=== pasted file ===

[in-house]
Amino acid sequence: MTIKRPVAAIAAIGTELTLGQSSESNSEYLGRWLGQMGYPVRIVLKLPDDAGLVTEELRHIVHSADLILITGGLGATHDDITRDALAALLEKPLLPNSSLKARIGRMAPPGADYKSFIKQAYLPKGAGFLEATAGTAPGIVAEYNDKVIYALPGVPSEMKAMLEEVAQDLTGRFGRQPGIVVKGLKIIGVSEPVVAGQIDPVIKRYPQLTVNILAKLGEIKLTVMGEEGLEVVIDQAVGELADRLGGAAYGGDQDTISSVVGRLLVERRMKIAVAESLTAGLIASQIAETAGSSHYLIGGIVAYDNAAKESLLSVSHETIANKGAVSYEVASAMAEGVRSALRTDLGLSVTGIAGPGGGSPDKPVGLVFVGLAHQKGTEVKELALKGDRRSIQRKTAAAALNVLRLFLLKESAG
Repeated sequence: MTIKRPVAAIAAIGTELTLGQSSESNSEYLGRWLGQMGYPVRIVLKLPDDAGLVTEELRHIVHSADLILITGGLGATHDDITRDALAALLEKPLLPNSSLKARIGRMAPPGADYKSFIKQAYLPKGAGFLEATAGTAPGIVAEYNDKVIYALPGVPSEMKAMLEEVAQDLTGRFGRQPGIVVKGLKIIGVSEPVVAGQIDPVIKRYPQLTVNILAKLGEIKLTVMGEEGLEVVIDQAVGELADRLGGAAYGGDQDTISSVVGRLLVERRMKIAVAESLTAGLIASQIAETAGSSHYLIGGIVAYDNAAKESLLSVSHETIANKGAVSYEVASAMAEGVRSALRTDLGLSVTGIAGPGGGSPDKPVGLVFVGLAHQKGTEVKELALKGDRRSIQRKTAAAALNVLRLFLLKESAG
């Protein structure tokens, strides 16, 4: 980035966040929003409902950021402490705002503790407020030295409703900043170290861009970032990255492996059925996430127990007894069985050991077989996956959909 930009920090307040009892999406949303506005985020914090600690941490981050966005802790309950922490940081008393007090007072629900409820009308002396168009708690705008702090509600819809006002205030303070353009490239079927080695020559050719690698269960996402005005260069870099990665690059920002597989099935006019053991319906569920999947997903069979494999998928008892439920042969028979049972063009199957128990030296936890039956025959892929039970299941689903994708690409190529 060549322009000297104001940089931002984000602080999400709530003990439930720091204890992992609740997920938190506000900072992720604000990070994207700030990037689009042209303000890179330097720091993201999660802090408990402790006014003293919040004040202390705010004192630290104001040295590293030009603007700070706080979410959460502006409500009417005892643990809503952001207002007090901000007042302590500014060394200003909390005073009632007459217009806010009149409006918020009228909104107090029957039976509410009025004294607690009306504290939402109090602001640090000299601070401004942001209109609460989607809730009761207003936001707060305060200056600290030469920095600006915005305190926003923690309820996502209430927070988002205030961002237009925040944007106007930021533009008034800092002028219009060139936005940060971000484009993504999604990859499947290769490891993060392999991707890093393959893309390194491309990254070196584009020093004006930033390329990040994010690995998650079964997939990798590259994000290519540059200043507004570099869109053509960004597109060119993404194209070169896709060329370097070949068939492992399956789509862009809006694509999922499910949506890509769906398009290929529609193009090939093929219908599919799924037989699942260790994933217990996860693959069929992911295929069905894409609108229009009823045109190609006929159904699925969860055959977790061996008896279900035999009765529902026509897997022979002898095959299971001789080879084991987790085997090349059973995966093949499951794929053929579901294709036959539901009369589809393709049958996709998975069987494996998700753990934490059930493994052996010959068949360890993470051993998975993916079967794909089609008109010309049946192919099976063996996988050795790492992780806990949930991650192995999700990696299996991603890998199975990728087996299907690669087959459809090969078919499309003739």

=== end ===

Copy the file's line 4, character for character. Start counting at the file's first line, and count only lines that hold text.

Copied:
């Protein structure tokens, strides 16, 4: 980035966040929003409902950021402490705002503790407020030295409703900043170290861009970032990255492996059925996430127990007894069985050991077989996956959909 930009920090307040009892999406949303506005985020914090600690941490981050966005802790309950922490940081008393007090007072629900409820009308002396168009708690705008702090509600819809006002205030303070353009490239079927080695020559050719690698269960996402005005260069870099990665690059920002597989099935006019053991319906569920999947997903069979494999998928008892439920042969028979049972063009199957128990030296936890039956025959892929039970299941689903994708690409190529 060549322009000297104001940089931002984000602080999400709530003990439930720091204890992992609740997920938190506000900072992720604000990070994207700030990037689009042209303000890179330097720091993201999660802090408990402790006014003293919040004040202390705010004192630290104001040295590293030009603007700070706080979410959460502006409500009417005892643990809503952001207002007090901000007042302590500014060394200003909390005073009632007459217009806010009149409006918020009228909104107090029957039976509410009025004294607690009306504290939402109090602001640090000299601070401004942001209109609460989607809730009761207003936001707060305060200056600290030469920095600006915005305190926003923690309820996502209430927070988002205030961002237009925040944007106007930021533009008034800092002028219009060139936005940060971000484009993504999604990859499947290769490891993060392999991707890093393959893309390194491309990254070196584009020093004006930033390329990040994010690995998650079964997939990798590259994000290519540059200043507004570099869109053509960004597109060119993404194209070169896709060329370097070949068939492992399956789509862009809006694509999922499910949506890509769906398009290929529609193009090939093929219908599919799924037989699942260790994933217990996860693959069929992911295929069905894409609108229009009823045109190609006929159904699925969860055959977790061996008896279900035999009765529902026509897997022979002898095959299971001789080879084991987790085997090349059973995966093949499951794929053929579901294709036959539901009369589809393709049958996709998975069987494996998700753990934490059930493994052996010959068949360890993470051993998975993916079967794909089609008109010309049946192919099976063996996988050795790492992780806990949930991650192995999700990696299996991603890998199975990728087996299907690669087959459809090969078919499309003739």